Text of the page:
So if all of us from every religion say, “That’s not my religion; that description has not captured the heart of what we believe or why it animates our lives,” then what are such books teaching?
Actually, I don’t know. But I fear that the effect may be a lack of real respect for all religions. The message is: Here are about a dozen different ways people could think about religion, but there is no good reason to actually accept any one of them, other than your own autonomous choice. In the marketplace of religions, which do you choose? Or would you prefer to take little from column A, some from column B, and perhaps a smattering from column C?
What people who read such books should understand is that very few of the adherents of the religions they are reading about (perhaps none of the authentic believers) “chose” their religion in this way. Rather, it chose them. They saw themselves as “called” by a truth larger than themselves. And accepting this truth led them to a more authentic life, a life of meaning and goodness. It wasn’t a smorgasbord from which they selected what looked tasty.
People who have dabbled in a lot of religions probably understand very little about any of them – not the way you know something you love, something deeply moving and meaningful. It is fine to “get acquainted” with a religion. Just don’t say you “know” a religion if you hold yourself aloof from it and examine it as you would examine a car you are thinking about buying. “I like this one, but with different tires and in yellow.” To treat a religion this way is to misunderstand what “faith” is for those who have it and have dedicated their lives to it.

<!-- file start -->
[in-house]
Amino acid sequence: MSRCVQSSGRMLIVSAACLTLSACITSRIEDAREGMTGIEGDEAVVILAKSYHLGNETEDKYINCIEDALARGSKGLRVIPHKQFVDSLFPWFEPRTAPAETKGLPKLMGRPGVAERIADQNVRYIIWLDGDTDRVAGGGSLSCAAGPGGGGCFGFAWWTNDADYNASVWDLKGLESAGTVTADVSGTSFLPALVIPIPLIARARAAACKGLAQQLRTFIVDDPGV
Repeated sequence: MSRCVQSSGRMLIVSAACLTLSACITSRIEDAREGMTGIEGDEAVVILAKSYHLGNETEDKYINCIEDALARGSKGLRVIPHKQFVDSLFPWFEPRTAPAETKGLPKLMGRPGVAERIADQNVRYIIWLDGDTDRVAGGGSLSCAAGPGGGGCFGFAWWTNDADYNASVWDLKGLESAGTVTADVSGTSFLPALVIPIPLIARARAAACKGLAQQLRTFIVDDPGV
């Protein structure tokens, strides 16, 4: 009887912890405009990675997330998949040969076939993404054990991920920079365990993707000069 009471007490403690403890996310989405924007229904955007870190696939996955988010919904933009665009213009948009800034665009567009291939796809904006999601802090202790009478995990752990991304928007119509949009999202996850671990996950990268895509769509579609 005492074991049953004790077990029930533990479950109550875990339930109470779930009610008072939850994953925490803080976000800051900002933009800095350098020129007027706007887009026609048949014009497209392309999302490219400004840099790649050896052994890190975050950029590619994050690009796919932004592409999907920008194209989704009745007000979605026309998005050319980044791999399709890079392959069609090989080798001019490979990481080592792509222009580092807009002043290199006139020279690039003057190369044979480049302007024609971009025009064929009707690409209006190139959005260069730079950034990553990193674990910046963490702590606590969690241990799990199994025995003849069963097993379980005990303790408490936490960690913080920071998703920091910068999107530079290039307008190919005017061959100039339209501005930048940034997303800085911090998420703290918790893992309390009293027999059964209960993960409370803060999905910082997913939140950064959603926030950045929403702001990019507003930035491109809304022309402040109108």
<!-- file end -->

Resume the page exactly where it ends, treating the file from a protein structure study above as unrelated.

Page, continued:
If you want to understand a religious tradition and take it seriously, first, get it from those who have dedicated their lives to it. And second, examine it as a series of responses to the “fundamental questions” that St. John Paul II mentions in the first paragraphs of his encyclical Fides et Ratio: Who am I? Where am I from? Where am I going? What about suffering, death, and the afterlife? What is the nature of the human person and human flourishing? These are questions we should ask of any religious or philosophical tradition – including our own.
But we should treat other traditions with the respect with which we would wish them to treat ours. The problem with modern secular treatments of religion is that, although they purport to provide a greater respect for each religion, they often breed a sort of dilettantish disrespect – for all of them.
Randall B. Smith is the Scanlan Professor of Theology at the University of St. Thomas in Houston. His most recent book, Reading the Sermons of Thomas Aquinas: A Beginner’s Guide, is now available at Amazon and from Emmaus Academic Press.